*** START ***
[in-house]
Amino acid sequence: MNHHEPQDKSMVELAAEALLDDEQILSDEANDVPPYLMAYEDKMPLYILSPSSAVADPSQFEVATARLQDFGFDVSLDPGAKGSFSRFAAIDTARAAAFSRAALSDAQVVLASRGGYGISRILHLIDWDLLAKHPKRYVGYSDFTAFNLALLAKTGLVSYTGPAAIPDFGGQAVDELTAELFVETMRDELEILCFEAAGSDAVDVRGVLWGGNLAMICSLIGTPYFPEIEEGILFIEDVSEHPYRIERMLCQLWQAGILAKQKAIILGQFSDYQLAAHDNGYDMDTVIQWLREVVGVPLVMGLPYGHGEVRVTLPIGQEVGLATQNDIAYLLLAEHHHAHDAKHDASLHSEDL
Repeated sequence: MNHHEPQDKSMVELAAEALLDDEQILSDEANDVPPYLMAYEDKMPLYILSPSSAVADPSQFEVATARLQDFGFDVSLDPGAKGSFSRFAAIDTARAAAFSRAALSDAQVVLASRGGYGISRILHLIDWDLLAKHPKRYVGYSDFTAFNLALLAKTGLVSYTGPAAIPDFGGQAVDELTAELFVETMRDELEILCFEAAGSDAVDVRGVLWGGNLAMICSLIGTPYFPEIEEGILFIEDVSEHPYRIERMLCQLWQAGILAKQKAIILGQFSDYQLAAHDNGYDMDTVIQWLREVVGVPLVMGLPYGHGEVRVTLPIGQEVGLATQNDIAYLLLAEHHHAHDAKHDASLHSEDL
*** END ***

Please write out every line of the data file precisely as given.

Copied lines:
[in-house]
Amino acid sequence: MNHHEPQDKSMVELAAEALLDDEQILSDEANDVPPYLMAYEDKMPLYILSPSSAVADPSQFEVATARLQDFGFDVSLDPGAKGSFSRFAAIDTARAAAFSRAALSDAQVVLASRGGYGISRILHLIDWDLLAKHPKRYVGYSDFTAFNLALLAKTGLVSYTGPAAIPDFGGQAVDELTAELFVETMRDELEILCFEAAGSDAVDVRGVLWGGNLAMICSLIGTPYFPEIEEGILFIEDVSEHPYRIERMLCQLWQAGILAKQKAIILGQFSDYQLAAHDNGYDMDTVIQWLREVVGVPLVMGLPYGHGEVRVTLPIGQEVGLATQNDIAYLLLAEHHHAHDAKHDASLHSEDL
Repeated sequence: MNHHEPQDKSMVELAAEALLDDEQILSDEANDVPPYLMAYEDKMPLYILSPSSAVADPSQFEVATARLQDFGFDVSLDPGAKGSFSRFAAIDTARAAAFSRAALSDAQVVLASRGGYGISRILHLIDWDLLAKHPKRYVGYSDFTAFNLALLAKTGLVSYTGPAAIPDFGGQAVDELTAELFVETMRDELEILCFEAAGSDAVDVRGVLWGGNLAMICSLIGTPYFPEIEEGILFIEDVSEHPYRIERMLCQLWQAGILAKQKAIILGQFSDYQLAAHDNGYDMDTVIQWLREVVGVPLVMGLPYGHGEVRVTLPIGQEVGLATQNDIAYLLLAEHHHAHDAKHDASLHSEDL